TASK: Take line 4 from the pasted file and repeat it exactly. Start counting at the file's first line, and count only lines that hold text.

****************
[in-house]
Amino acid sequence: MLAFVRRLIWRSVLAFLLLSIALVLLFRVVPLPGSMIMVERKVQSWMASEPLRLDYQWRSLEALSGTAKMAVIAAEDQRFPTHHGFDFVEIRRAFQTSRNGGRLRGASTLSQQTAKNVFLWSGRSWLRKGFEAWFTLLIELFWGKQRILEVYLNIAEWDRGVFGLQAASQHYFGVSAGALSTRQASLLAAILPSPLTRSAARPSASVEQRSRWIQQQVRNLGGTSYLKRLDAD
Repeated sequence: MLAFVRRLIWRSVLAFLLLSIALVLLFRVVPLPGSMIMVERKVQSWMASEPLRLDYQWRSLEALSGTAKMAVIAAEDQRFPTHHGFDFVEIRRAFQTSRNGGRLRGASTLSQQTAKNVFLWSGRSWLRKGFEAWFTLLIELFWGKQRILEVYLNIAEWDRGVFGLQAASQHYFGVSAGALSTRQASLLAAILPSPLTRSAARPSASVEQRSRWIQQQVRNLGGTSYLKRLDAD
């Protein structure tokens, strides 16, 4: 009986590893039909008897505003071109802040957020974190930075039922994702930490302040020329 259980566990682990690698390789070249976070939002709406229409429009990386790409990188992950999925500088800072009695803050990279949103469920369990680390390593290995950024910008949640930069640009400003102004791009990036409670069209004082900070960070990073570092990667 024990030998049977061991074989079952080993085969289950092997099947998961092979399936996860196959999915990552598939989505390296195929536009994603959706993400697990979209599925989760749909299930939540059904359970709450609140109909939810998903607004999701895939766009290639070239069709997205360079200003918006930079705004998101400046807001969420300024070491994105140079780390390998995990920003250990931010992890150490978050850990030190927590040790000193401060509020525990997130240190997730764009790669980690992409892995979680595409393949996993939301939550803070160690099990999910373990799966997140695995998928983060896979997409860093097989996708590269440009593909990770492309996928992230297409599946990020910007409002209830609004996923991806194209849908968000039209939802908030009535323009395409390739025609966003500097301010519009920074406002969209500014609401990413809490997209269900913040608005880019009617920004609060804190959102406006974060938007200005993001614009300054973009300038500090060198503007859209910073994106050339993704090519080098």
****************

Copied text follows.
């Protein structure tokens, strides 16, 4: 009986590893039909008897505003071109802040957020974190930075039922994702930490302040020329 259980566990682990690698390789070249976070939002709406229409429009990386790409990188992950999925500088800072009695803050990279949103469920369990680390390593290995950024910008949640930069640009400003102004791009990036409670069209004082900070960070990073570092990667 024990030998049977061991074989079952080993085969289950092997099947998961092979399936996860196959999915990552598939989505390296195929536009994603959706993400697990979209599925989760749909299930939540059904359970709450609140109909939810998903607004999701895939766009290639070239069709997205360079200003918006930079705004998101400046807001969420300024070491994105140079780390390998995990920003250990931010992890150490978050850990030190927590040790000193401060509020525990997130240190997730764009790669980690992409892995979680595409393949996993939301939550803070160690099990999910373990799966997140695995998928983060896979997409860093097989996708590269440009593909990770492309996928992230297409599946990020910007409002209830609004996923991806194209849908968000039209939802908030009535323009395409390739025609966003500097301010519009920074406002969209500014609401990413809490997209269900913040608005880019009617920004609060804190959102406006974060938007200005993001614009300054973009300038500090060198503007859209910073994106050339993704090519080098």